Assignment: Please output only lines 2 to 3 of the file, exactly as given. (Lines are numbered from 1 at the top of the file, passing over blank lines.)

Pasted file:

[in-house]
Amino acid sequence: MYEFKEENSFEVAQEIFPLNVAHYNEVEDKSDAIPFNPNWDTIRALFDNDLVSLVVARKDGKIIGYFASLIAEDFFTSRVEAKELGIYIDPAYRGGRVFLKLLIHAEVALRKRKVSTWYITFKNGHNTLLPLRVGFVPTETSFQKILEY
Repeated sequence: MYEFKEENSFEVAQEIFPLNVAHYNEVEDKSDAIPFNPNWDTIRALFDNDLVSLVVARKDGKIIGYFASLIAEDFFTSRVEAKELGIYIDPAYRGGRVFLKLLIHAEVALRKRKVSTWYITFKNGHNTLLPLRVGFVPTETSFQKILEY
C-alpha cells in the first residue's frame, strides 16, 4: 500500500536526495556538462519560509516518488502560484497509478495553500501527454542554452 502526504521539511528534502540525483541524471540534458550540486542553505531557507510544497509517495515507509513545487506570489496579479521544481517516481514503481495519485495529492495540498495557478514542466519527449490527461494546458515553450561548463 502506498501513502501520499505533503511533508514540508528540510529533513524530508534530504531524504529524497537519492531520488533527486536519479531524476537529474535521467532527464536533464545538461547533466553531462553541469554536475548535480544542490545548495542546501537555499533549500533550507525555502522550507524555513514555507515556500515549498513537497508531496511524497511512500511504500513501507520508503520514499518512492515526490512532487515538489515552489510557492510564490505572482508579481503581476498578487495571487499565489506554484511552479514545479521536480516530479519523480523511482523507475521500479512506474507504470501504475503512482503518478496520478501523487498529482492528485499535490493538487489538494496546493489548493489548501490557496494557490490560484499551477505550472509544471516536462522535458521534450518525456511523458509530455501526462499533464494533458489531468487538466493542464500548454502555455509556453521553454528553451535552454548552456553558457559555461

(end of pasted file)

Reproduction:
Amino acid sequence: MYEFKEENSFEVAQEIFPLNVAHYNEVEDKSDAIPFNPNWDTIRALFDNDLVSLVVARKDGKIIGYFASLIAEDFFTSRVEAKELGIYIDPAYRGGRVFLKLLIHAEVALRKRKVSTWYITFKNGHNTLLPLRVGFVPTETSFQKILEY
Repeated sequence: MYEFKEENSFEVAQEIFPLNVAHYNEVEDKSDAIPFNPNWDTIRALFDNDLVSLVVARKDGKIIGYFASLIAEDFFTSRVEAKELGIYIDPAYRGGRVFLKLLIHAEVALRKRKVSTWYITFKNGHNTLLPLRVGFVPTETSFQKILEY